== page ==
Nine years ago, I was teaching an undergraduate business course at Westminster College near Salt Lake City. Most of the students were seniors, and toward the end of the semester, we were having a conversation about careers. One of my students asked me to reflect on my career and what was the one piece of advice could I give them based on my experience. I thought for a minute and then said, “Always remember that you only get one story”. Prompted by a “what does that mean” look, I added, “Pursue your dreams, know yourself and use that knowledge to become a more conscious person and leader, take thoughtful risks, stay relevant, and most of all, remember that you only get one story so make it interesting. You don’t get any do-overs.”
Over the years I’ve done a lot of both formal and informal business and career coaching and mentoring. My dad was a teacher before he turned to a business career and I’ve always believed I have taught in my DNA. In my many conversations with people about their work aspirations, I always start with a conversation about the themes that define the narrative of their career. The first response is typically a regurgitation of a timeline of job titles. Their homework is to go back to the timeline and examine the “why” behind each decision and to find the common themes that lie beneath those decisions. Those themes are the key to discovering the answers to the three most important questions everyone should reflect on and be able to answer with certainty:
- Where do you find the most meaning and purpose in your work?
- How will you stay relevant in the face of continuous change?
- How can you make a difference that matters to more than just an audience of one? More recently, adding what will be your “small dent in the universe?” to quote the late Steve Jobs.
When I asked myself those questions again seven years ago the results were life-changing. My answer to the first question emerged as I uncovered the themes that formed the narrative of my 30+ year career: my passion for coaching and mentoring; a deep curiosity about why people do what they do (which has always been my source of energy for innovation and challenging the status quo); and my drive to create and build, versus maintain and manage. I found the answer to the third question in the joy of helping people through one of their most significant career transitions—moving, from individual contributor to people manager.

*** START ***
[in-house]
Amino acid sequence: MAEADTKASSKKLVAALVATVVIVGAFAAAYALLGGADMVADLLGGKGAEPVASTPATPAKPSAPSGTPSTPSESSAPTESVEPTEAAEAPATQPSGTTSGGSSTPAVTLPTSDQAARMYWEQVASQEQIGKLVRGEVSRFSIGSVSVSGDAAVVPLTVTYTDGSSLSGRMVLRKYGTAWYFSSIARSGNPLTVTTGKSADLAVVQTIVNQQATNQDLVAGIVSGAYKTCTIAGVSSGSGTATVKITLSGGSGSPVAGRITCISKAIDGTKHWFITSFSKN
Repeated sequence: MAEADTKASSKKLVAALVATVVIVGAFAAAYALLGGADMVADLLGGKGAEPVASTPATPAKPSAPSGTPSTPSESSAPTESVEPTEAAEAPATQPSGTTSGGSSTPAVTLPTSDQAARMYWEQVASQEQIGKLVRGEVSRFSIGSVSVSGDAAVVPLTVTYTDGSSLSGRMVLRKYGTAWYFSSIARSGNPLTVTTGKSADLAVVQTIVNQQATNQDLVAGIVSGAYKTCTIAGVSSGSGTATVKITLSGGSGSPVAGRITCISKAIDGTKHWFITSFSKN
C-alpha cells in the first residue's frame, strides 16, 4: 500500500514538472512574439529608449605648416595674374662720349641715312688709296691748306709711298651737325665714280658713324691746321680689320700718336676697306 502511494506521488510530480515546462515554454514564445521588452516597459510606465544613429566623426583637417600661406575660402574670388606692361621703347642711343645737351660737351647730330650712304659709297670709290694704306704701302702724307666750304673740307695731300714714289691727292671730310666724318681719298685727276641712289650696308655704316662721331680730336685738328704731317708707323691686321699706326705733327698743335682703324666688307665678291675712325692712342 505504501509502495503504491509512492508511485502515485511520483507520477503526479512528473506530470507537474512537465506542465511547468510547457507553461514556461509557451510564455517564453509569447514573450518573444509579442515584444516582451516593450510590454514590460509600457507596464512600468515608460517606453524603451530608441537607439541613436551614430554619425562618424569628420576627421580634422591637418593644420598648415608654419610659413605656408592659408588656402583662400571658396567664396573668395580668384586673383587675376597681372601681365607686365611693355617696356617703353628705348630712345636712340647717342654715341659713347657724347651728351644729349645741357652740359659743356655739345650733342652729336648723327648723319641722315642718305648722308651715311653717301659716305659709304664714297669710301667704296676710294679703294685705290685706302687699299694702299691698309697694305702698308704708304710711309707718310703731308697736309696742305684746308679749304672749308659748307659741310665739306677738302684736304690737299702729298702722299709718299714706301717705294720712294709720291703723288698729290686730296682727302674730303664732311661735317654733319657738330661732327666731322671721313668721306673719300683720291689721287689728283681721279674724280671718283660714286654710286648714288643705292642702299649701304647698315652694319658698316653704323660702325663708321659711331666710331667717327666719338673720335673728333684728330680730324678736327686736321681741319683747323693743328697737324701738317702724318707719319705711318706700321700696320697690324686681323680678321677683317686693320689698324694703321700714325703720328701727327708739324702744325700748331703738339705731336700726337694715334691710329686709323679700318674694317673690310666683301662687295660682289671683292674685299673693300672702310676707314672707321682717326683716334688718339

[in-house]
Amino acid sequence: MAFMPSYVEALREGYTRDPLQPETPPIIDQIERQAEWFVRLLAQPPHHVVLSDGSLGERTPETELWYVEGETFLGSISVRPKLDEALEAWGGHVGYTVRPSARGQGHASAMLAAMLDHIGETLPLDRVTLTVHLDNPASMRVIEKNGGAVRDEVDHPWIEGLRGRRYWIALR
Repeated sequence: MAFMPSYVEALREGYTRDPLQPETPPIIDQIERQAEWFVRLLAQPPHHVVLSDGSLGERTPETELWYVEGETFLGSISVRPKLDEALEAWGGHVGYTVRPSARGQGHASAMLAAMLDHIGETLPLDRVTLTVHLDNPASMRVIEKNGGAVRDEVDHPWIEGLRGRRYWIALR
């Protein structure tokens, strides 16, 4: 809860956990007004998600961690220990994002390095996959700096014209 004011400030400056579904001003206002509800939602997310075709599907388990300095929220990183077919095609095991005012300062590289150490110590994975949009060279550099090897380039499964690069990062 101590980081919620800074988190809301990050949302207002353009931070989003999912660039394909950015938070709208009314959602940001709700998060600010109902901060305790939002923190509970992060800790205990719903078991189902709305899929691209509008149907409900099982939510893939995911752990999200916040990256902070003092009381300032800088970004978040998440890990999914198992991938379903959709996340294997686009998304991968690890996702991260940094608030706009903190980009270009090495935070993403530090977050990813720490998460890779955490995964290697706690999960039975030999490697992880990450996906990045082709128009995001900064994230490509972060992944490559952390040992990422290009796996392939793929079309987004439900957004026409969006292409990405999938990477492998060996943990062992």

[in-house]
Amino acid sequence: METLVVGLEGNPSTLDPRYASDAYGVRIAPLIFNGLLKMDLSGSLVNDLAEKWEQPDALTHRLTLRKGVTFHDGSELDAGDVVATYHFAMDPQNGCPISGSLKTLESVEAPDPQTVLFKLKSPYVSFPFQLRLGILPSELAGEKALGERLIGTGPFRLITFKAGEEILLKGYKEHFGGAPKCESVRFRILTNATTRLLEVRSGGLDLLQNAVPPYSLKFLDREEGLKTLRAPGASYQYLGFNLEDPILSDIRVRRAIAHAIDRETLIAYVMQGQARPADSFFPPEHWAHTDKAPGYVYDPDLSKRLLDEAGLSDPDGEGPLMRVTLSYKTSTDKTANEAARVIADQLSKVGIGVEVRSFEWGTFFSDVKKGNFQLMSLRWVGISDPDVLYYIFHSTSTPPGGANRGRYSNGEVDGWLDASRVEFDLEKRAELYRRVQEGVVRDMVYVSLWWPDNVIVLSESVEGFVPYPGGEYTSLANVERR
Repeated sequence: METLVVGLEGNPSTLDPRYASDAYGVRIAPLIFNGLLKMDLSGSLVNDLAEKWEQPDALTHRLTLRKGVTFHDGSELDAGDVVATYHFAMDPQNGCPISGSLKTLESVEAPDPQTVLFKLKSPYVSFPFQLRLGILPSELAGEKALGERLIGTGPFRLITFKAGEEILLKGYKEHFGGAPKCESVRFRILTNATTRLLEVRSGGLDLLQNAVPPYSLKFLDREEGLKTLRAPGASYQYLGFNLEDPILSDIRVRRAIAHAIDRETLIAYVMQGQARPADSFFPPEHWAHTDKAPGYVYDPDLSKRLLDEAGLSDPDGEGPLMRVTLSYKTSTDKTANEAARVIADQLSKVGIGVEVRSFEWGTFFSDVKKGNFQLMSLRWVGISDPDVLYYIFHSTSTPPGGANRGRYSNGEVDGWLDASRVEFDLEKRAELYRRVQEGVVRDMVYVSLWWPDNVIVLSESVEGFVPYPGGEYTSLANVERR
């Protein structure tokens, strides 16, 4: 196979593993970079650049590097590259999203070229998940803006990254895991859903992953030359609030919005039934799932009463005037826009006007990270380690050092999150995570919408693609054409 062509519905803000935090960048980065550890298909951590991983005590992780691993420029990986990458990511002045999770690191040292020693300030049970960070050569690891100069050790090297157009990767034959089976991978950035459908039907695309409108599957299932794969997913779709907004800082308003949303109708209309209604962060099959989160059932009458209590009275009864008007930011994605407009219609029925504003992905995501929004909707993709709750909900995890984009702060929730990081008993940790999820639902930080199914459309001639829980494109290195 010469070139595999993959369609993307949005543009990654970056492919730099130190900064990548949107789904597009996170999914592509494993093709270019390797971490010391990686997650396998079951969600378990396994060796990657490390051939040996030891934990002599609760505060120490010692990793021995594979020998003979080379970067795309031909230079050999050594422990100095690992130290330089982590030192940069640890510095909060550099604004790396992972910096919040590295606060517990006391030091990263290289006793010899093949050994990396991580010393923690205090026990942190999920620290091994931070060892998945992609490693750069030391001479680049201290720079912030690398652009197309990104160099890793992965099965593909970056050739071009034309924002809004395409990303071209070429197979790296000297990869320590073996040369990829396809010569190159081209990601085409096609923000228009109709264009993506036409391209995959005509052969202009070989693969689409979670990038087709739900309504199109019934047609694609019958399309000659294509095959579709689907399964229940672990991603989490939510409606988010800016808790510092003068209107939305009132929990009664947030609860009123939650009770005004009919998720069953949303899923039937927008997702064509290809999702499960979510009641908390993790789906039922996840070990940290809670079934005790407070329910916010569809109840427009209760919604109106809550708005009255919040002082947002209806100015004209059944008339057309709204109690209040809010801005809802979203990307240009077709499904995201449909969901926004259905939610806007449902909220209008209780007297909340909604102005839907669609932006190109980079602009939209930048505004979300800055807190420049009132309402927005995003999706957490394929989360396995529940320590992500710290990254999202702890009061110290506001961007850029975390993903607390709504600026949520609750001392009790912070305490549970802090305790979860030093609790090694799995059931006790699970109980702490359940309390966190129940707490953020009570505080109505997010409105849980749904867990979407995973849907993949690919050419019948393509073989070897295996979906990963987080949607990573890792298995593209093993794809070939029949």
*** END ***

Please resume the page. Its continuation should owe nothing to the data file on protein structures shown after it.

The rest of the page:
Answering the second question was the toughest because I had to set aside the ego and identity that comes with “I was CEO of this” and “I was a vice-president of that,” and see my career experiences for what they really were—a history on which I could build, not laurels on which I should rest. That shift in mindset gave me the courage and conviction to invest in a five-year ‘walkabout’ in the shoes of today’s team leaders, rather than returning to a senior leadership role in a large, global company. I also recognized that walking in those other shoes would only be truly valuable if I complemented that experience with a deeper understanding of the people leading today’s teams. So, I took a deep dive into the fields of human motivation, employee engagement, and team effectiveness, earning a doctorate in the process. My investment in remaining relevant and keeping my story interesting has enabled me to pursue work in which I find purpose and social good as I inspire leaders to craft extraordinary teams and write books like Team Relationship Management: The Art of Crafting Extraordinary Teams.
As our careers and lives progress, we all face the questions of purpose, relevance, and legacy. I’ve found that the people who are the most conscious about answering those three questions tend to be more successful by their own definition of success, and happier and enjoy greater well-being.
They spend little time lamenting what could have been or the glory days that lay behind them. They are too busy writing interesting new chapters in their life narrative, being conscious every day that we only get one story and that there are no do-overs.
This article is based upon excerpts from my new book, Team Relationship Management: The Art of Crafting Extraordinary Teams